Bill would toot his truck horn as he went past the house on the way to the Nightcaps railway station to tip a load of coal into the railway wagons. On his return, a flag was put up at the letter box indicating a tin of home baking was there for collection. Dot would stoke up the coal range on a daily basis and use one of the very early Kenwood Chef cake mixers to bake yoyos, marshmallow squares, Afghans, melting moments, peanut brownies, slugs and rainbow cakes – some of the favourites. In the school holidays, Dot’s daughter Gaynor would help with the baking and her brothers were good at scraping the bowls and beaters. A huge chest freezer was purchased for the wash house, so Dot did not have to bake daily throughout the hot summer. In the wash house there were two concrete tubs and later a washing machine. A cooper was used for bottling fruit and making soap. Dot was a hard worker.
Dot had a lovely flower garden and there was a great vegetable garden. When the carrots, parsnips, turnip and swedes were fully grown, they would be dug up and put into sugar sacks and then buried back into a hole to keep them fresh and prevent them from going to seed. Fresh potatoes would be stored in sacks in a dark corner. Pumpkins were stored on a shelf. Dry food was bought in bulk – cotton sacks of flour and sugar. Mutton birds were stored in a kelp bag. There were Bluff oysters and whitebait. Venison, crayfish, fish, mutton, rabbit and beef was stored in the freezer. Pigs were made into ham and bacon and hung from the ceiling. Eggs were preserved and put in a crook for baking. Dot made beautiful jams and pickles. There was always plenty of food. Dot made the children clothes, sewed and knitted warm socks, gloves, jersey and hats. On cold days, Dot heated smooth stones in the oven of the coal range for the children to hold and put in their pockets to keep them warm on the way to school. Dot made sure the children had a clean ironed hanky for school each day that was inspected, if you did not have a hanky, students were made to use newspaper to blow their nose. Other things differed at school where the National anthem was sung every morning, and students were given the leather strap on the hand for words misspelt.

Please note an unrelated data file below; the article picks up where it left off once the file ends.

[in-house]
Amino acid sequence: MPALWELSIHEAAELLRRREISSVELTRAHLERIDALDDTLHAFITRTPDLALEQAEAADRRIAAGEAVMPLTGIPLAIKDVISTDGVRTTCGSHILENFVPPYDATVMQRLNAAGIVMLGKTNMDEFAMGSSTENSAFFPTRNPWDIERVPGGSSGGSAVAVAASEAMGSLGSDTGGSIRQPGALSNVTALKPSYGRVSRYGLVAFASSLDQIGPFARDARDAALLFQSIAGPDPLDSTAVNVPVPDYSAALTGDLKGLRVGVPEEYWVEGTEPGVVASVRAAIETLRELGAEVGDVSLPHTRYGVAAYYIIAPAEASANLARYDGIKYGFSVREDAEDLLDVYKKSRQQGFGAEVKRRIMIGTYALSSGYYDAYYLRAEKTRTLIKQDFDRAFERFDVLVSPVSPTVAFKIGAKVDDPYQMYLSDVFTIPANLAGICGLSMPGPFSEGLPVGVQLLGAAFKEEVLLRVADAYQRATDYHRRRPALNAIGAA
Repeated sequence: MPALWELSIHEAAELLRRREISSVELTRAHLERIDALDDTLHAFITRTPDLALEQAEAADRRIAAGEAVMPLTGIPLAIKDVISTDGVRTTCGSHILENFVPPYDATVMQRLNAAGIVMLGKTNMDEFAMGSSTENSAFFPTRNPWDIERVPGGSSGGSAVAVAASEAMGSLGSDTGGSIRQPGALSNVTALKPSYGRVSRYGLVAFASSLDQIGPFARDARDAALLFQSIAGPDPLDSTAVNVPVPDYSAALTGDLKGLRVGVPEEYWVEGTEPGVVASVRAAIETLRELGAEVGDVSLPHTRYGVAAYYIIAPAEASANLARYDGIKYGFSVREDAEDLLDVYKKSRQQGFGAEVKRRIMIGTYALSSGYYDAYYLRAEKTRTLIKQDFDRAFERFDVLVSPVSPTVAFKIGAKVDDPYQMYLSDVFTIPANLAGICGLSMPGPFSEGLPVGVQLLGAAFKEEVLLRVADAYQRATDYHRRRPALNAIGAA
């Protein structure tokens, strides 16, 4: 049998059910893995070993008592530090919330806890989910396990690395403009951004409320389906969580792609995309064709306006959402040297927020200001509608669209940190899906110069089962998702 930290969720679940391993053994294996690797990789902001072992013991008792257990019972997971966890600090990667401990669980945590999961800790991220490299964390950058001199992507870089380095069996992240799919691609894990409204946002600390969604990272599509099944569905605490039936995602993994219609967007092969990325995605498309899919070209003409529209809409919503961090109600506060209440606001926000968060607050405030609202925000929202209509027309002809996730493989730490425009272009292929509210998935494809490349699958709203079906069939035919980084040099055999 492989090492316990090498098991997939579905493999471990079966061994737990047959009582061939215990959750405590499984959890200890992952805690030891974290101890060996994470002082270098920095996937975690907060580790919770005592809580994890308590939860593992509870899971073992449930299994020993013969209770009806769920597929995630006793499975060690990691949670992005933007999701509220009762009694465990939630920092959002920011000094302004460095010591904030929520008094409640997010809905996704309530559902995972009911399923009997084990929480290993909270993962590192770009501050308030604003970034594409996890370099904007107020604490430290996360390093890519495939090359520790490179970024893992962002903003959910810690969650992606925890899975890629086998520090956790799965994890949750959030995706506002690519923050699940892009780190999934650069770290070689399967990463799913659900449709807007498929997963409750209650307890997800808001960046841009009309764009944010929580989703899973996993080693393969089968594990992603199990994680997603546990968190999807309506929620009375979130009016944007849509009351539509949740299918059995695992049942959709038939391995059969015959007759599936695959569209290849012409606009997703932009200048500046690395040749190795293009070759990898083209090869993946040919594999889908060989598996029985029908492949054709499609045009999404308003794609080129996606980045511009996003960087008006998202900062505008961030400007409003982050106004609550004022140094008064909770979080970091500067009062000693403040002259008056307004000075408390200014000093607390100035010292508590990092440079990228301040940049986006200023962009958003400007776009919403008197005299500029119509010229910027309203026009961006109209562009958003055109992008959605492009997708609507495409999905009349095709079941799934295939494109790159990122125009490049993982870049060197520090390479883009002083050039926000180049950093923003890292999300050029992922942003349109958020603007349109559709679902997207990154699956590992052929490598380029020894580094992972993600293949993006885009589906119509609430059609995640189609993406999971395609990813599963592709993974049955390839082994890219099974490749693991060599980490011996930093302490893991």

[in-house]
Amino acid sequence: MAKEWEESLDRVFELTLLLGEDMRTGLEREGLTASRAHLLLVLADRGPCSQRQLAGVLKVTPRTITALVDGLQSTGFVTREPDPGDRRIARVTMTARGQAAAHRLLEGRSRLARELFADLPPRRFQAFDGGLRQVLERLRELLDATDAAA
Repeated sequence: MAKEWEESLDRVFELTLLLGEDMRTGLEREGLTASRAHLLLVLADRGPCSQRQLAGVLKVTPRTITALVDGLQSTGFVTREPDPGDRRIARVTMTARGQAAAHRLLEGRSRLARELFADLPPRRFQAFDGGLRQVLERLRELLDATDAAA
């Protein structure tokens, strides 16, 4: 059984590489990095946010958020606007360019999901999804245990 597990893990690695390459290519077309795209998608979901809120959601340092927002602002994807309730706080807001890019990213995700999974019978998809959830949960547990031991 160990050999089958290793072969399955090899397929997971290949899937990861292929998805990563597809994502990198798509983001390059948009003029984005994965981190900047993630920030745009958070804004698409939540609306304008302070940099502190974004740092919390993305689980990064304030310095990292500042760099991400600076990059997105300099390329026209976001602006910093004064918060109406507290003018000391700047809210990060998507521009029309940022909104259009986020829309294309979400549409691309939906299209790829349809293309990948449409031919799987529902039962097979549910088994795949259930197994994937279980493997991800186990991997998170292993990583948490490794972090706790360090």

After work during summer Dot would take her children to swim in the river. If the tank was low the river would serve as a bath – complete with soap and shampoo. The river was also used to wash clothes. To complete the experience Dot would cook a full meal, including pudding, on the camp cooler. At weekends the truck tray would be lined with canvas, with cushions and rug thrown in, with a crane pram – to accommodate family and friends for a day trip to Blue Cliffs. Games were played including cricket – when a cricket ball was lost in the sea it was replaced by a chunk of kelp being whittled by a knife into a ball. Dot supplied a delicious lunch consisting of pikelets, scones, baking and pies (bacon & egg, mince, sausage/apple &onion). The flounder net would be used and sometimes the men would go to the blow holes and catch crayfish – making the most of the long days as it doesn’t get dark till late (10pm). “Man’s Van” came every Friday from Riverton, where Dot would sometimes buy a treat for the children, a small children’s ice cream in a pink cone for half a penny. On Sunday morning’s they were off to church, when the first bell rang, there was 20 minutes to get there. Mid-week, the extended family (including cousins and grandparents) would stand around the currant and gooseberry bushes eating fruit and catching up on the news or the latest instalment of “Dad and Dave” from Snake Gully, that was broadcast on the radio. Kids then rolled down the front lawn slope, dodging the well-manicured shrubs, until the hedge before the road. In winter, homemade sledges were used. The children created their own fun, while Dot played tennis, golf and bowls. Much excitement was had when the circus came to town. The elephant would go to the stream and fill his trunk with water and spray himself and the children watching from the bridge.
In 1950 a fire swept through the town on a windy day resulting in the loss of the hotel, town hall, garage, Grant’s draper shop and Sinclair’s workshop that doubled as an undertaker. Dot recalls that they had a saying about the workshop/undertaker, “We put them up and we put them down”.